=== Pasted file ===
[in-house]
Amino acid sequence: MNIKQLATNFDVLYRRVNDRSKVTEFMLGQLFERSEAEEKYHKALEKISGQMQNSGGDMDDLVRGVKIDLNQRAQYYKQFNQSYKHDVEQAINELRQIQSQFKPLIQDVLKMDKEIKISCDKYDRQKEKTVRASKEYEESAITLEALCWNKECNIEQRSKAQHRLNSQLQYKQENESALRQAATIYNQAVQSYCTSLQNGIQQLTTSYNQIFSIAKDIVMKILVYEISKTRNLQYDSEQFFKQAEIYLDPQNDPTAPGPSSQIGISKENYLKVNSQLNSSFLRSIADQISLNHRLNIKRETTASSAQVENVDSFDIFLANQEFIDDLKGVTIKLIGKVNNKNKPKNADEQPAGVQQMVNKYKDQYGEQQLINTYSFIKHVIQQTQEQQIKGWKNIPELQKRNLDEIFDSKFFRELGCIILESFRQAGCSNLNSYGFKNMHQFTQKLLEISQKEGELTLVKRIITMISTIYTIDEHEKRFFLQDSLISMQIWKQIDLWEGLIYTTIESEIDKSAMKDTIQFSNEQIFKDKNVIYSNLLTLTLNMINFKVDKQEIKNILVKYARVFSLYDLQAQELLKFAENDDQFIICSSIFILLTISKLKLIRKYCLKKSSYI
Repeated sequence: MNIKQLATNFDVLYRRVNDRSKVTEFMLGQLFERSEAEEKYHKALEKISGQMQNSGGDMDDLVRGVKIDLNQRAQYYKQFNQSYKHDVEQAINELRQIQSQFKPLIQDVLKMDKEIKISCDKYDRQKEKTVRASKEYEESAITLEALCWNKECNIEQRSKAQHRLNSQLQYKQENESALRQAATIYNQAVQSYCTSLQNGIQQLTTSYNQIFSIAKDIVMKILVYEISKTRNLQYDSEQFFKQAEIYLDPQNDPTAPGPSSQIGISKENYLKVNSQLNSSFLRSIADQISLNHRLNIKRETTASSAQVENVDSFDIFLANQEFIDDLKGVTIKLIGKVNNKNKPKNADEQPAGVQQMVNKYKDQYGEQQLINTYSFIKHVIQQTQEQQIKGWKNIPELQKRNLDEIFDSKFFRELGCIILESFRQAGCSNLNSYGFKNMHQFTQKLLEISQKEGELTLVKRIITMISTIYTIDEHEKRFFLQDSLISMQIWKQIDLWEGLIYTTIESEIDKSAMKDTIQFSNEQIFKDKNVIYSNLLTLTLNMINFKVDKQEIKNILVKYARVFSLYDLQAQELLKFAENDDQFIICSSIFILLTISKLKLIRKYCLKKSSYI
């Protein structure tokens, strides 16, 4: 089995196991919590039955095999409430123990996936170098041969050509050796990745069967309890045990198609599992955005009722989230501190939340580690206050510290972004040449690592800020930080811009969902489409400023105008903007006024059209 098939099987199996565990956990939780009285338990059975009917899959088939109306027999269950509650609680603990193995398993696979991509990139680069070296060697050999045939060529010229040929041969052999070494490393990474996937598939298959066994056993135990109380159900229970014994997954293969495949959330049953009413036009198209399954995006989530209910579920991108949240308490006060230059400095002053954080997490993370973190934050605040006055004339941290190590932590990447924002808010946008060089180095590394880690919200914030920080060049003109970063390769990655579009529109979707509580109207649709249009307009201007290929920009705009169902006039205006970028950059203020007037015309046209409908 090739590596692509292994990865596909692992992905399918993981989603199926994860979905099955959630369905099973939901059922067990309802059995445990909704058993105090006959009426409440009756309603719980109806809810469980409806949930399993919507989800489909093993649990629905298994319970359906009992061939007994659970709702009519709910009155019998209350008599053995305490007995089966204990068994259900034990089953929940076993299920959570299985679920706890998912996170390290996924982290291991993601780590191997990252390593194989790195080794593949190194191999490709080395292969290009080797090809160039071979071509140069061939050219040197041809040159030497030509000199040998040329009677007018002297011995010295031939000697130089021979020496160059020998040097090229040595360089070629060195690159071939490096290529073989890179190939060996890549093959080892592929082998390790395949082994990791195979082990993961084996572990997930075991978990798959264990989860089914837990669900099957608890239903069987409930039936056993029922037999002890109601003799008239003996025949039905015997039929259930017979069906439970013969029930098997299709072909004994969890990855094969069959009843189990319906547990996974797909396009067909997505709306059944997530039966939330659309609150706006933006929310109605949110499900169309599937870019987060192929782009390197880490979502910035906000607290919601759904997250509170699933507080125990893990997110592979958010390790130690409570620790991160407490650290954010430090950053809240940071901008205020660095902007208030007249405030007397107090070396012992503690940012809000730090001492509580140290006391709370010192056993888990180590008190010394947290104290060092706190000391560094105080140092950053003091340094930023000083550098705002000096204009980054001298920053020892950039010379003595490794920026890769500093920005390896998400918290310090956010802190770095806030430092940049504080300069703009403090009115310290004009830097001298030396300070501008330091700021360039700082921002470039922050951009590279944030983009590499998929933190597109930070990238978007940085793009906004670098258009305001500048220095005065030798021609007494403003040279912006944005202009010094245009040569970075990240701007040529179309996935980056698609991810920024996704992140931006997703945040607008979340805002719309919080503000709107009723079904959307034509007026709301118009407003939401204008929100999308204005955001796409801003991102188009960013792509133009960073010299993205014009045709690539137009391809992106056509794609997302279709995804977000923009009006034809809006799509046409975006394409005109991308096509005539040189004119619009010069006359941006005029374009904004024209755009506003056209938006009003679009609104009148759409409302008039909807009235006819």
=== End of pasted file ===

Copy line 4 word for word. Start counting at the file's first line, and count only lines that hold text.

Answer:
């Protein structure tokens, strides 16, 4: 089995196991919590039955095999409430123990996936170098041969050509050796990745069967309890045990198609599992955005009722989230501190939340580690206050510290972004040449690592800020930080811009969902489409400023105008903007006024059209 098939099987199996565990956990939780009285338990059975009917899959088939109306027999269950509650609680603990193995398993696979991509990139680069070296060697050999045939060529010229040929041969052999070494490393990474996937598939298959066994056993135990109380159900229970014994997954293969495949959330049953009413036009198209399954995006989530209910579920991108949240308490006060230059400095002053954080997490993370973190934050605040006055004339941290190590932590990447924002808010946008060089180095590394880690919200914030920080060049003109970063390769990655579009529109979707509580109207649709249009307009201007290929920009705009169902006039205006970028950059203020007037015309046209409908 090739590596692509292994990865596909692992992905399918993981989603199926994860979905099955959630369905099973939901059922067990309802059995445990909704058993105090006959009426409440009756309603719980109806809810469980409806949930399993919507989800489909093993649990629905298994319970359906009992061939007994659970709702009519709910009155019998209350008599053995305490007995089966204990068994259900034990089953929940076993299920959570299985679920706890998912996170390290996924982290291991993601780590191997990252390593194989790195080794593949190194191999490709080395292969290009080797090809160039071979071509140069061939050219040197041809040159030497030509000199040998040329009677007018002297011995010295031939000697130089021979020496160059020998040097090229040595360089070629060195690159071939490096290529073989890179190939060996890549093959080892592929082998390790395949082994990791195979082990993961084996572990997930075991978990798959264990989860089914837990669900099957608890239903069987409930039936056993029922037999002890109601003799008239003996025949039905015997039929259930017979069906439970013969029930098997299709072909004994969890990855094969069959009843189990319906547990996974797909396009067909997505709306059944997530039966939330659309609150706006933006929310109605949110499900169309599937870019987060192929782009390197880490979502910035906000607290919601759904997250509170699933507080125990893990997110592979958010390790130690409570620790991160407490650290954010430090950053809240940071901008205020660095902007208030007249405030007397107090070396012992503690940012809000730090001492509580140290006391709370010192056993888990180590008190010394947290104290060092706190000391560094105080140092950053003091340094930023000083550098705002000096204009980054001298920053020892950039010379003595490794920026890769500093920005390896998400918290310090956010802190770095806030430092940049504080300069703009403090009115310290004009830097001298030396300070501008330091700021360039700082921002470039922050951009590279944030983009590499998929933190597109930070990238978007940085793009906004670098258009305001500048220095005065030798021609007494403003040279912006944005202009010094245009040569970075990240701007040529179309996935980056698609991810920024996704992140931006997703945040607008979340805002719309919080503000709107009723079904959307034509007026709301118009407003939401204008929100999308204005955001796409801003991102188009960013792509133009960073010299993205014009045709690539137009391809992106056509794609997302279709995804977000923009009006034809809006799509046409975006394409005109991308096509005539040189004119619009010069006359941006005029374009904004024209755009506003056209938006009003679009609104009148759409409302008039909807009235006819």